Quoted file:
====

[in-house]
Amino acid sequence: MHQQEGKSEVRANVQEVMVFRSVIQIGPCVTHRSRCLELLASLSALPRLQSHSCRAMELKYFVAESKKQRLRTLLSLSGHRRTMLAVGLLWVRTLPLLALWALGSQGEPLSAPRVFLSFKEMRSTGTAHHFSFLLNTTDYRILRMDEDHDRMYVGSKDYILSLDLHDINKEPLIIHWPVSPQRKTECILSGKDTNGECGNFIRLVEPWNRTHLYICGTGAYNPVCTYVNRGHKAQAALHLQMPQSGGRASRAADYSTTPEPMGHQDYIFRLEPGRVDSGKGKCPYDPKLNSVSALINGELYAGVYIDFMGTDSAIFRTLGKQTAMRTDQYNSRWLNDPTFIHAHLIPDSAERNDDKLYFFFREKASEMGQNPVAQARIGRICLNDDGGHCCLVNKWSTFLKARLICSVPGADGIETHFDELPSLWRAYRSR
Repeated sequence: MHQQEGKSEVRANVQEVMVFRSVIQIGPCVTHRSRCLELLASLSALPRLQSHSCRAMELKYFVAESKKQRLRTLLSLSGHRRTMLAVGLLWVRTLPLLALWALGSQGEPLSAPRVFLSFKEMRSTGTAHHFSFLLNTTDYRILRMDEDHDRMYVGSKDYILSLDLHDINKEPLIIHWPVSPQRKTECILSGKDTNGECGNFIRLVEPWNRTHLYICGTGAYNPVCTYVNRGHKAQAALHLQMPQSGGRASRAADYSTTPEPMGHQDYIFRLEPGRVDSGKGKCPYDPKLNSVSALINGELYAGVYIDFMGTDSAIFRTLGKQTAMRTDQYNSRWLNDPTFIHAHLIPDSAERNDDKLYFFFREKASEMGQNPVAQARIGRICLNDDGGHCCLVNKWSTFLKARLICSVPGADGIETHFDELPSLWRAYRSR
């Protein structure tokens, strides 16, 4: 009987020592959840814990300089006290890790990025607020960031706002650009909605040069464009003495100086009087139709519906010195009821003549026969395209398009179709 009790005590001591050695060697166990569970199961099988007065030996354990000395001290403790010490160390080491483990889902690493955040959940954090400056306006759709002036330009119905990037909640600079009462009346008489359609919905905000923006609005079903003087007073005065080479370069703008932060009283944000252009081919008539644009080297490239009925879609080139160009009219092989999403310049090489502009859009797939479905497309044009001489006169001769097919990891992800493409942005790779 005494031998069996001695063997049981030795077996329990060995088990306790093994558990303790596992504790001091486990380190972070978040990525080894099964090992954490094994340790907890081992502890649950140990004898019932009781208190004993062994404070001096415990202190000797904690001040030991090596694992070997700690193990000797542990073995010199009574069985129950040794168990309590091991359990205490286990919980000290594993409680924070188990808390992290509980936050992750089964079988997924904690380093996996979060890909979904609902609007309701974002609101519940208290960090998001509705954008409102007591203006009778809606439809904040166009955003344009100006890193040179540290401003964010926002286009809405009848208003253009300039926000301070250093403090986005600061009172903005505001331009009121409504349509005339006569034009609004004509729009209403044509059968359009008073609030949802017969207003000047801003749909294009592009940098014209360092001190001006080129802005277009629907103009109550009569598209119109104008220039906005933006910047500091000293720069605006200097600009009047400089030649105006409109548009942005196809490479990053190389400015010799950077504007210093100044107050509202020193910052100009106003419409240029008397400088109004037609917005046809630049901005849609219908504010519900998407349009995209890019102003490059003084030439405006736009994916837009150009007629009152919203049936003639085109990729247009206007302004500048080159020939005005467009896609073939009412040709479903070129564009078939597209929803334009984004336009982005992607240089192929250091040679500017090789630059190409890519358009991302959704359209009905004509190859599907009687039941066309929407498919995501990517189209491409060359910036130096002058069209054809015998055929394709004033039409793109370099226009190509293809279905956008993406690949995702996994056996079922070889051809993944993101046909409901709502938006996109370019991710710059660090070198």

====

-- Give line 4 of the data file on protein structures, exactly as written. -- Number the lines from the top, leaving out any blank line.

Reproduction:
């Protein structure tokens, strides 16, 4: 009987020592959840814990300089006290890790990025607020960031706002650009909605040069464009003495100086009087139709519906010195009821003549026969395209398009179709 009790005590001591050695060697166990569970199961099988007065030996354990000395001290403790010490160390080491483990889902690493955040959940954090400056306006759709002036330009119905990037909640600079009462009346008489359609919905905000923006609005079903003087007073005065080479370069703008932060009283944000252009081919008539644009080297490239009925879609080139160009009219092989999403310049090489502009859009797939479905497309044009001489006169001769097919990891992800493409942005790779 005494031998069996001695063997049981030795077996329990060995088990306790093994558990303790596992504790001091486990380190972070978040990525080894099964090992954490094994340790907890081992502890649950140990004898019932009781208190004993062994404070001096415990202190000797904690001040030991090596694992070997700690193990000797542990073995010199009574069985129950040794168990309590091991359990205490286990919980000290594993409680924070188990808390992290509980936050992750089964079988997924904690380093996996979060890909979904609902609007309701974002609101519940208290960090998001509705954008409102007591203006009778809606439809904040166009955003344009100006890193040179540290401003964010926002286009809405009848208003253009300039926000301070250093403090986005600061009172903005505001331009009121409504349509005339006569034009609004004509729009209403044509059968359009008073609030949802017969207003000047801003749909294009592009940098014209360092001190001006080129802005277009629907103009109550009569598209119109104008220039906005933006910047500091000293720069605006200097600009009047400089030649105006409109548009942005196809490479990053190389400015010799950077504007210093100044107050509202020193910052100009106003419409240029008397400088109004037609917005046809630049901005849609219908504010519900998407349009995209890019102003490059003084030439405006736009994916837009150009007629009152919203049936003639085109990729247009206007302004500048080159020939005005467009896609073939009412040709479903070129564009078939597209929803334009984004336009982005992607240089192929250091040679500017090789630059190409890519358009991302959704359209009905004509190859599907009687039941066309929407498919995501990517189209491409060359910036130096002058069209054809015998055929394709004033039409793109370099226009190509293809279905956008993406690949995702996994056996079922070889051809993944993101046909409901709502938006996109370019991710710059660090070198």